Brazil election tightens as Dilma Rousseff slips in polls

Dilma Rousseff still leads polls for the Brazil election Sunday, but scandals are weighing her down despite backing from popular President Luiz Inácio Lula da Silva.

Eraldo Peres/AP
Brazil's Workers party presidential candidate Dilma Rousseff (c.) gestures while boarding a car after a campaign rally at the bus station in Brasilia, Brazil, Sept. 28. Brazil will hold general elections Oct. 3.

A week ago, Dilma Rousseff looked on course to win an overall majority in Brazil’s presidential election Sunday and thus avoid a runoff ballot four weeks later.

That possibility now hangs in the balance as new polls show her momentum slowing.

The candidate from the ruling Workers’ Party has 46 percent of voter support, according to a Datafolha poll published Tuesday, a clear 16 points ahead of her center-right rival Jose Serra but 5 percentage points down from two weeks ago and three points below her level seven days ago. A separate Ibope poll released Wednesday showed her static on 50 points, 23 points ahead of Serra. The poll's 2 percent margin of error shows that she could still fall short of a majority.

Referred to here as "Dilma," the leftist guerrilla turned respected administrator is still the odds-on favorite to succeed President Luiz Inácio Lula da Silva, who is constitutionally barred from seeking a third consecutive term. Known widely as "Lula," he has wholeheartedly endorsed Dilma, and both politicians would dearly love a first-round victory and the mandate that implies.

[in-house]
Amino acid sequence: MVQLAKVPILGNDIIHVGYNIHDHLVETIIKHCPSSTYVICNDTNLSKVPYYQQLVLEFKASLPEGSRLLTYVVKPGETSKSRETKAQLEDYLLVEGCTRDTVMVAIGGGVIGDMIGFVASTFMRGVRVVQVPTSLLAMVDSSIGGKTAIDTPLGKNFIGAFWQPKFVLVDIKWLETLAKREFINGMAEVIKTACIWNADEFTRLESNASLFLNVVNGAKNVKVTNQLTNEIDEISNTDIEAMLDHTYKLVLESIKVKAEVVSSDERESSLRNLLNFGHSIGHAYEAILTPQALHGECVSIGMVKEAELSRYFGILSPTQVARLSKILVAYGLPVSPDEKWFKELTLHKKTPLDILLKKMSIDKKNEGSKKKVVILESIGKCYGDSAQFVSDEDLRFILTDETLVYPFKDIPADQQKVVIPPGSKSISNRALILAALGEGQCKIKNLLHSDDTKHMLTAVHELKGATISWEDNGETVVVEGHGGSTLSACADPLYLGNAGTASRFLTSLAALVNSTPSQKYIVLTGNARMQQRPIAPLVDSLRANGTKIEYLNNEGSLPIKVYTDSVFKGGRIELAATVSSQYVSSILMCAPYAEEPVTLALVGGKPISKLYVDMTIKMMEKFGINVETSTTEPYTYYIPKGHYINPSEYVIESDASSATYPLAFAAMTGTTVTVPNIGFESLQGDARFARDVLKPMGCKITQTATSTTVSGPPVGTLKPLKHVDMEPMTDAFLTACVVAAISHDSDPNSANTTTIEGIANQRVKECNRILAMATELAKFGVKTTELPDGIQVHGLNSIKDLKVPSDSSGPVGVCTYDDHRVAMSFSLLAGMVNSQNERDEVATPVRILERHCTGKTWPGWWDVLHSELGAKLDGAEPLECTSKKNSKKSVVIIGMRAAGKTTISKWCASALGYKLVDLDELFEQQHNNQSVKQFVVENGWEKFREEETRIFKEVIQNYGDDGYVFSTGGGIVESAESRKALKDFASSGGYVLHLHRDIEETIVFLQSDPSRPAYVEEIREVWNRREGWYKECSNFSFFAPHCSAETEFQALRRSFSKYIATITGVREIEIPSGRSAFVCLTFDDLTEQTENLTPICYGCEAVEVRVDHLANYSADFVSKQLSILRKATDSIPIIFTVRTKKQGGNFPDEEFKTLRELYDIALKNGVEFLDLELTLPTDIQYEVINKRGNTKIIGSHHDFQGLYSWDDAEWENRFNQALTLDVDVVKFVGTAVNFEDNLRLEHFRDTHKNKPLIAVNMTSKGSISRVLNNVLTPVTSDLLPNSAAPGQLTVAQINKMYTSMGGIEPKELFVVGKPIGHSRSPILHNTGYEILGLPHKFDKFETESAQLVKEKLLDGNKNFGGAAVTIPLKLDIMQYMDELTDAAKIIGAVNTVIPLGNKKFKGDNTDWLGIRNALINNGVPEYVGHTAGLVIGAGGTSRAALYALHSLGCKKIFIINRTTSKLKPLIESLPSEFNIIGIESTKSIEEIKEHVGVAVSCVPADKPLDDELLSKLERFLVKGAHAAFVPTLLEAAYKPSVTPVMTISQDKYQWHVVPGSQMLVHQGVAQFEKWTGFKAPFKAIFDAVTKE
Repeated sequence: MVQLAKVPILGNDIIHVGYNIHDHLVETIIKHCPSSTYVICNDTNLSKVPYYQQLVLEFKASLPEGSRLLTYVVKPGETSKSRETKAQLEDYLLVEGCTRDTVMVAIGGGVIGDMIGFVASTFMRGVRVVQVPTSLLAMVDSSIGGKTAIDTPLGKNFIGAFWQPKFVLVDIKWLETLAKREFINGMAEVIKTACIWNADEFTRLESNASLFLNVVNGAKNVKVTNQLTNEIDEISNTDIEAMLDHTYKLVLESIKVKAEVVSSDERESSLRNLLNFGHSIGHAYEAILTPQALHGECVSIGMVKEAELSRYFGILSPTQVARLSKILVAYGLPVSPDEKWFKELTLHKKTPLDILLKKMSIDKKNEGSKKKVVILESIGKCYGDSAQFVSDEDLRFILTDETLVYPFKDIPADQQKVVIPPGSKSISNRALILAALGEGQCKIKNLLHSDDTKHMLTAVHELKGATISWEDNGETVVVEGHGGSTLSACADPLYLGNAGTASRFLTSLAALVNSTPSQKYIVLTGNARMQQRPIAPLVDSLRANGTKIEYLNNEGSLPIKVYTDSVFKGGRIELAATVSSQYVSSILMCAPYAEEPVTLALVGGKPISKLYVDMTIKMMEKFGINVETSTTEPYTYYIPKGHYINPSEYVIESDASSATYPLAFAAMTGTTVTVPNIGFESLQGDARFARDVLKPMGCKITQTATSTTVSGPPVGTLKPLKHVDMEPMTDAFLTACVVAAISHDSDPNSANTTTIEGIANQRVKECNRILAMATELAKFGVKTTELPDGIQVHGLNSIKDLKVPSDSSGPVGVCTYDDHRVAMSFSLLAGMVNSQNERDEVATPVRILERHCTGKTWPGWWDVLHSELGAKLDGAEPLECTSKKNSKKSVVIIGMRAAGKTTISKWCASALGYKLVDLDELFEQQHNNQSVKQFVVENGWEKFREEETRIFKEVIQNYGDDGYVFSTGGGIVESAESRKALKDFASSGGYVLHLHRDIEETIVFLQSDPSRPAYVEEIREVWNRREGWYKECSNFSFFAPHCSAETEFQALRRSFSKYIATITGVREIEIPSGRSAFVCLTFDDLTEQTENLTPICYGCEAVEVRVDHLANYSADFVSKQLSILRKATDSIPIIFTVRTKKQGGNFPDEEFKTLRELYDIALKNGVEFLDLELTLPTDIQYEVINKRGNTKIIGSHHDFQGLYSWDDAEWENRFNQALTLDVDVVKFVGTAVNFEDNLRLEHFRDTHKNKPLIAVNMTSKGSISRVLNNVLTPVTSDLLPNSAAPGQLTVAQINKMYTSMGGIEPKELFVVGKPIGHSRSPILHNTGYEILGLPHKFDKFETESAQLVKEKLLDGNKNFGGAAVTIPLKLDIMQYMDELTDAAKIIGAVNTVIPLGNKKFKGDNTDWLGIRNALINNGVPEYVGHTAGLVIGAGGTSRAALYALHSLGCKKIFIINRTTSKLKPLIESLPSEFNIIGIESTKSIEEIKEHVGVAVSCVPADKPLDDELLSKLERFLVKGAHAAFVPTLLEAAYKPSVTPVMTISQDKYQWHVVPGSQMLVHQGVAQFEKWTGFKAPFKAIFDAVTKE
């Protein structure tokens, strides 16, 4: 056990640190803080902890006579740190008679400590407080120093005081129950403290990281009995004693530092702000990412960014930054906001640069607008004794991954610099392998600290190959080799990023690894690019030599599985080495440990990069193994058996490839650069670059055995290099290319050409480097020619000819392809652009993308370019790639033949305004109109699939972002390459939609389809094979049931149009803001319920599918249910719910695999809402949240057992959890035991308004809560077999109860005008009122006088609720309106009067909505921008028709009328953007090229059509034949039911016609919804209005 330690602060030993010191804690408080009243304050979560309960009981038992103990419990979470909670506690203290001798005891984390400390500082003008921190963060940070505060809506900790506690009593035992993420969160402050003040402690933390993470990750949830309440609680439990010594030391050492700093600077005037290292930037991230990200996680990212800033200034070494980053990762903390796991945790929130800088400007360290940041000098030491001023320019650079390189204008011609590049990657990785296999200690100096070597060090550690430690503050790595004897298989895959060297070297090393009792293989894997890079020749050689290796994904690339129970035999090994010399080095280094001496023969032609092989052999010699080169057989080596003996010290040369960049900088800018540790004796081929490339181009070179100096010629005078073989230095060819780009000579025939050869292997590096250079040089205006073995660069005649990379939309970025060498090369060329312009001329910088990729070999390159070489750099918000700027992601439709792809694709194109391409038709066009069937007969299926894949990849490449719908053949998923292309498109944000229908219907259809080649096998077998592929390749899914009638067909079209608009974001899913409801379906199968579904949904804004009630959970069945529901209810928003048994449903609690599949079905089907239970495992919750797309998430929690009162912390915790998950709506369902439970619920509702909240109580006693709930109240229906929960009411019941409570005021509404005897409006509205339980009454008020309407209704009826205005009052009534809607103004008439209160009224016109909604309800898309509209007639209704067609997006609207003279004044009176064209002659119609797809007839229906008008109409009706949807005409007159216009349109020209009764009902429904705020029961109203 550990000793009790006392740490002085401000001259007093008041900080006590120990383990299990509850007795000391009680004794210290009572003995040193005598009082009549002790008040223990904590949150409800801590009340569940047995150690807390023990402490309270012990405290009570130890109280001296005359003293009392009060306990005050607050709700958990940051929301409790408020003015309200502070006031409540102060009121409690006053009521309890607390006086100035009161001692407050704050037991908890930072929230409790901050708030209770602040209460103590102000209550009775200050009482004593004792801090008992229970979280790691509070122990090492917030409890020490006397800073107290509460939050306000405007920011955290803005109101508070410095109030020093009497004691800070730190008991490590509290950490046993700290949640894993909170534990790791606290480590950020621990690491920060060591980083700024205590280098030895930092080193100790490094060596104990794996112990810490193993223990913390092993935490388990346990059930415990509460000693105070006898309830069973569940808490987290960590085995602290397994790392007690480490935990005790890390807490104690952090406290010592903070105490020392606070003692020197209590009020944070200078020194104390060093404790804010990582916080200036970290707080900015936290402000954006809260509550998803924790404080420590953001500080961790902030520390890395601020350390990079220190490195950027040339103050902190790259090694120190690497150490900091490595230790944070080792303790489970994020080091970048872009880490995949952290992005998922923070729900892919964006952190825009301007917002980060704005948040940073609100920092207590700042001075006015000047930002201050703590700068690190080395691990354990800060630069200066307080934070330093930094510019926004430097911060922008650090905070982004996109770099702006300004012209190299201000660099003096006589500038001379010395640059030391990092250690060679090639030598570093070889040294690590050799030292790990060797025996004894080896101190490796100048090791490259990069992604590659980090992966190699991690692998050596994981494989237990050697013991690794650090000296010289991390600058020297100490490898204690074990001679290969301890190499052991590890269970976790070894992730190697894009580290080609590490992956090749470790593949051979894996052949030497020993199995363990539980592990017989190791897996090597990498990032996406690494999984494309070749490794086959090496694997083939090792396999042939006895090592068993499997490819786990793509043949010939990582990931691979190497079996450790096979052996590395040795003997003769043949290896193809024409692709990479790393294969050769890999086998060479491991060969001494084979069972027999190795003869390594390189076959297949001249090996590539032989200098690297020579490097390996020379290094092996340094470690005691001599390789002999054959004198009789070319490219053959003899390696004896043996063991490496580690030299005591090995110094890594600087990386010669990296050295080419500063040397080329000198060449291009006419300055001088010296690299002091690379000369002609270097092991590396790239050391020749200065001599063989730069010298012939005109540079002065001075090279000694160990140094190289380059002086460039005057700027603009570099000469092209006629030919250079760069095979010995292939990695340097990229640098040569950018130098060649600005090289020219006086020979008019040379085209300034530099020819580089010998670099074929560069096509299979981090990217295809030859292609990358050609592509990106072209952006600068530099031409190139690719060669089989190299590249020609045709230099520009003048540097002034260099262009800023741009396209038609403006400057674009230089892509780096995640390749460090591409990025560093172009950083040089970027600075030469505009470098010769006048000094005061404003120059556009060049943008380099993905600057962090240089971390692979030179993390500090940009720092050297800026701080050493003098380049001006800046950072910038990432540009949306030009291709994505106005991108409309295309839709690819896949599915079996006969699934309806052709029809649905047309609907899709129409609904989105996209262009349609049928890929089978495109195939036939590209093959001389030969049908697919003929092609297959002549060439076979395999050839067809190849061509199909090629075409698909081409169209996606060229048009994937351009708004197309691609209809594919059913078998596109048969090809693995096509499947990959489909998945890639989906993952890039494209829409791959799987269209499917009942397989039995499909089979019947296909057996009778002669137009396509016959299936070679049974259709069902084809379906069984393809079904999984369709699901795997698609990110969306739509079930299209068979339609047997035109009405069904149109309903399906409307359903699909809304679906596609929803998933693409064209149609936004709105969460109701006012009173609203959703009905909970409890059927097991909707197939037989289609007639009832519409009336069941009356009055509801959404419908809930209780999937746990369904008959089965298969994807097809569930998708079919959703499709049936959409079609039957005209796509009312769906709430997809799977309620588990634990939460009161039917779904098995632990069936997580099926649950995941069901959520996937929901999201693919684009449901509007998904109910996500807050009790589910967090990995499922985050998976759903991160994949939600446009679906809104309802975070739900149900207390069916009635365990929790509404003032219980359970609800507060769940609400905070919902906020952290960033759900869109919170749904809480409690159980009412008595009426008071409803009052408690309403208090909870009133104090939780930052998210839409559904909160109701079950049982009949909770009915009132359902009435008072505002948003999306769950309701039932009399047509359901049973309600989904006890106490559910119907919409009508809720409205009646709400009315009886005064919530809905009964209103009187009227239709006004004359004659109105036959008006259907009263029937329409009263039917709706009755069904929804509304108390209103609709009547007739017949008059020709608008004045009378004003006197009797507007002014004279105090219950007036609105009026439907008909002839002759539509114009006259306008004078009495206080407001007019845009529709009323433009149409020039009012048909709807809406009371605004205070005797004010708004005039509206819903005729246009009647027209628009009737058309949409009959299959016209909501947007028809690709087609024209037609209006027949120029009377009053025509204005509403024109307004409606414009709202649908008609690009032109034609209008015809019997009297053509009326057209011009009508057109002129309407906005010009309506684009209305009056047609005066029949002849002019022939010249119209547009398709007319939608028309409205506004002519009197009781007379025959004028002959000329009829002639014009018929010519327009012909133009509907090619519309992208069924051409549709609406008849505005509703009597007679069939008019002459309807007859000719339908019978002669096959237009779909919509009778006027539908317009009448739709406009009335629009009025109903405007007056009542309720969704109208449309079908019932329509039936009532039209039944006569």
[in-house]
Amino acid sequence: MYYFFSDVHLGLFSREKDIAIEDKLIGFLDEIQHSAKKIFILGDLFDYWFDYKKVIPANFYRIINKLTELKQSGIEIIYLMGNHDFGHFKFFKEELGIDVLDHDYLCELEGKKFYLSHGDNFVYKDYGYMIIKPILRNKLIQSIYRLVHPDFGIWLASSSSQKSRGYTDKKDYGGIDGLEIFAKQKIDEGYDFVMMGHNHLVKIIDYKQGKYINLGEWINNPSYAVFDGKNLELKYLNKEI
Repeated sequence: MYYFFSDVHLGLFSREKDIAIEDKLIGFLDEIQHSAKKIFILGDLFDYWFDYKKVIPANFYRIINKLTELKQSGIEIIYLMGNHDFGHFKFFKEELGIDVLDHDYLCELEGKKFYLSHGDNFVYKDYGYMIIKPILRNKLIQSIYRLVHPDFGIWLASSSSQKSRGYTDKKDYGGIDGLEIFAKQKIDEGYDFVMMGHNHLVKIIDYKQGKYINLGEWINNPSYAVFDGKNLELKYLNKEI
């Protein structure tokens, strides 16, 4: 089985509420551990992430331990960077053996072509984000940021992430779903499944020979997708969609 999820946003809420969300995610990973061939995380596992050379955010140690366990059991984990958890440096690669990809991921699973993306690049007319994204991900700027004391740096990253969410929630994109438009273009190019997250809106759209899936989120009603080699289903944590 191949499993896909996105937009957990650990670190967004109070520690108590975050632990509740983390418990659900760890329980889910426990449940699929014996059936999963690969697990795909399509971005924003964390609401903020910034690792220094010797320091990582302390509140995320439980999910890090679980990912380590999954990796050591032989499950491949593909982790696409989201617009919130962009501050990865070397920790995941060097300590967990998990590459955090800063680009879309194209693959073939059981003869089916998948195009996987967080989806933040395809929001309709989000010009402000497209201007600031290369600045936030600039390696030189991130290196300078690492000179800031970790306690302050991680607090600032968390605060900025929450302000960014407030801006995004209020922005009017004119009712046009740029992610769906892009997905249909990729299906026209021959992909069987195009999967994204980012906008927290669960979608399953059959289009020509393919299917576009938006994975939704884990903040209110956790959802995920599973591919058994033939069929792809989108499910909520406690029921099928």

At her final campaign rally in São Paulo on Monday night, both politicians stressed the election was not yet won and appealed to supporters not to flag in the final straight.

The reason for the drop in polls is probably due to the drip-drip-drip effect of the influence-trafficking scandals to hit the Workers’ Party (PT) and Dilma's own office inside Brazil’s equivalent of the White House.

PT members were recently discovered illegally breaking into the tax records of Mr. Serra’s family, as well as senior members of his Brazilian Social Democracy Party (PSDB). It is suspected that they sought dirt to use against him. But because few Brazilians actually pay taxes, the scandal went over the heads of many, especially the poor and emerging middle class voters who form Dilma’s core support.

That scandal was followed two weeks ago by revelations that a family member of her closest aide Erenice Guerra, the Brazilian president's chief of staff, took money in exchange for help in securing lucrative government contracts. Ms. Guerra quit over the allegations. Dilma was not personally accused but she and Lula were reluctant to condemn the malfeasance.

The second scandal – thanks also to the vociferous media campaign highlighting the issue – seems to be having an effect.

“It seems obvious that the wear and tear on Dilma is related to the scandal involving Erenice Guerra … or is down to the accumulation of negative news that has surrounded her campaign since the violation of tax records came to light,” wrote Fernando de Barros e Silva in Tuesday’s Folha de S. Paulo newspaper.

If there is a silver lining in this cloud for Dilma, it is that the support she lost went not to Serra but to Marina Silva, the third-place candidate from the Green Party. Ms. Silva now has 14 percent, up from 9 percent one month ago. Serra has 32 percent.

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